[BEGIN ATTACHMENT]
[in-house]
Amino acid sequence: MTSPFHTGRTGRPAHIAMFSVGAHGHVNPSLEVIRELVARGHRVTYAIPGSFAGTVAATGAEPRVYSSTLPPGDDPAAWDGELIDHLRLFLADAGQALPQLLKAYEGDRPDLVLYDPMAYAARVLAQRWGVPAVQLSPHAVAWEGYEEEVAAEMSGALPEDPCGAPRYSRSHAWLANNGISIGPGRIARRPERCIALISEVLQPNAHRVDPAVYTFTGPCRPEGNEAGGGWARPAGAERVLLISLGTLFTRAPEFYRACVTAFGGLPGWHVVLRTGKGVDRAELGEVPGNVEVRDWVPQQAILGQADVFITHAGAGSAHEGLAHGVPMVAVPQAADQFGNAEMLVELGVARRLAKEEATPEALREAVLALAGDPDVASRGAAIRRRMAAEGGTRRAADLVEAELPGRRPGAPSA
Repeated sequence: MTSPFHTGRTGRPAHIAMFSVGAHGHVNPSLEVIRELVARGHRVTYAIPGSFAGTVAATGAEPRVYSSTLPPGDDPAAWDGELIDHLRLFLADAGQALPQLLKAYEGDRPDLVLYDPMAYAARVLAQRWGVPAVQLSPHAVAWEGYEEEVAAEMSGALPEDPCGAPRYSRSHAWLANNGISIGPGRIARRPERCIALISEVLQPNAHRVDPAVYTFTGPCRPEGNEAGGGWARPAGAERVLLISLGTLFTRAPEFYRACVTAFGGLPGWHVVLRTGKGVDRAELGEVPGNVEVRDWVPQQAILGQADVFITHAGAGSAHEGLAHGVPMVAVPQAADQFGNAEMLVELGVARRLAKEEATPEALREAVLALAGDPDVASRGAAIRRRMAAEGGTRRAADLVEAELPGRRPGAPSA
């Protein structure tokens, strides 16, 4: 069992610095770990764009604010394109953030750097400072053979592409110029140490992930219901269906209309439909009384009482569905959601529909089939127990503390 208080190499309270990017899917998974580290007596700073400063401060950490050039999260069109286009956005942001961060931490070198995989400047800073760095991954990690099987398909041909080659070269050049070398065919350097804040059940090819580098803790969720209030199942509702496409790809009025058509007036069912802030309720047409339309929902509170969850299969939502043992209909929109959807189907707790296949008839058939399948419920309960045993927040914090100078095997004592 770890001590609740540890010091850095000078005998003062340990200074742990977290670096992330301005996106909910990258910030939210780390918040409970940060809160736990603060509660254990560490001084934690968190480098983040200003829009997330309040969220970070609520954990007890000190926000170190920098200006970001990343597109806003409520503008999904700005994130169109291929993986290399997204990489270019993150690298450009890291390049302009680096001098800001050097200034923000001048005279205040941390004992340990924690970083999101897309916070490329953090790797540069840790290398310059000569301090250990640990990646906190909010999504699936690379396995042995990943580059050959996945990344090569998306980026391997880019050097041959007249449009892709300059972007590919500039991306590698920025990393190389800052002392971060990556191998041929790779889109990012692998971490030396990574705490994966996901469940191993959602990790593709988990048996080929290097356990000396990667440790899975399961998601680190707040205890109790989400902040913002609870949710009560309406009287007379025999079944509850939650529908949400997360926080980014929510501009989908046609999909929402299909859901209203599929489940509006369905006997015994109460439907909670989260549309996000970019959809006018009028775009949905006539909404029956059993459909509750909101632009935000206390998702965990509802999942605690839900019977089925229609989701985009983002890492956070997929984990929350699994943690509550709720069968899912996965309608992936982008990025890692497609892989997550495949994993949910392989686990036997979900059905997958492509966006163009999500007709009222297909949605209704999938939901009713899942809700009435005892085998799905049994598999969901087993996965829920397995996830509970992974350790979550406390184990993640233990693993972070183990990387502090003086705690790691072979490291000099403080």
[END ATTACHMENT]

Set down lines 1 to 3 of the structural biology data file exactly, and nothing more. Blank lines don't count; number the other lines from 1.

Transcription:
[in-house]
Amino acid sequence: MTSPFHTGRTGRPAHIAMFSVGAHGHVNPSLEVIRELVARGHRVTYAIPGSFAGTVAATGAEPRVYSSTLPPGDDPAAWDGELIDHLRLFLADAGQALPQLLKAYEGDRPDLVLYDPMAYAARVLAQRWGVPAVQLSPHAVAWEGYEEEVAAEMSGALPEDPCGAPRYSRSHAWLANNGISIGPGRIARRPERCIALISEVLQPNAHRVDPAVYTFTGPCRPEGNEAGGGWARPAGAERVLLISLGTLFTRAPEFYRACVTAFGGLPGWHVVLRTGKGVDRAELGEVPGNVEVRDWVPQQAILGQADVFITHAGAGSAHEGLAHGVPMVAVPQAADQFGNAEMLVELGVARRLAKEEATPEALREAVLALAGDPDVASRGAAIRRRMAAEGGTRRAADLVEAELPGRRPGAPSA
Repeated sequence: MTSPFHTGRTGRPAHIAMFSVGAHGHVNPSLEVIRELVARGHRVTYAIPGSFAGTVAATGAEPRVYSSTLPPGDDPAAWDGELIDHLRLFLADAGQALPQLLKAYEGDRPDLVLYDPMAYAARVLAQRWGVPAVQLSPHAVAWEGYEEEVAAEMSGALPEDPCGAPRYSRSHAWLANNGISIGPGRIARRPERCIALISEVLQPNAHRVDPAVYTFTGPCRPEGNEAGGGWARPAGAERVLLISLGTLFTRAPEFYRACVTAFGGLPGWHVVLRTGKGVDRAELGEVPGNVEVRDWVPQQAILGQADVFITHAGAGSAHEGLAHGVPMVAVPQAADQFGNAEMLVELGVARRLAKEEATPEALREAVLALAGDPDVASRGAAIRRRMAAEGGTRRAADLVEAELPGRRPGAPSA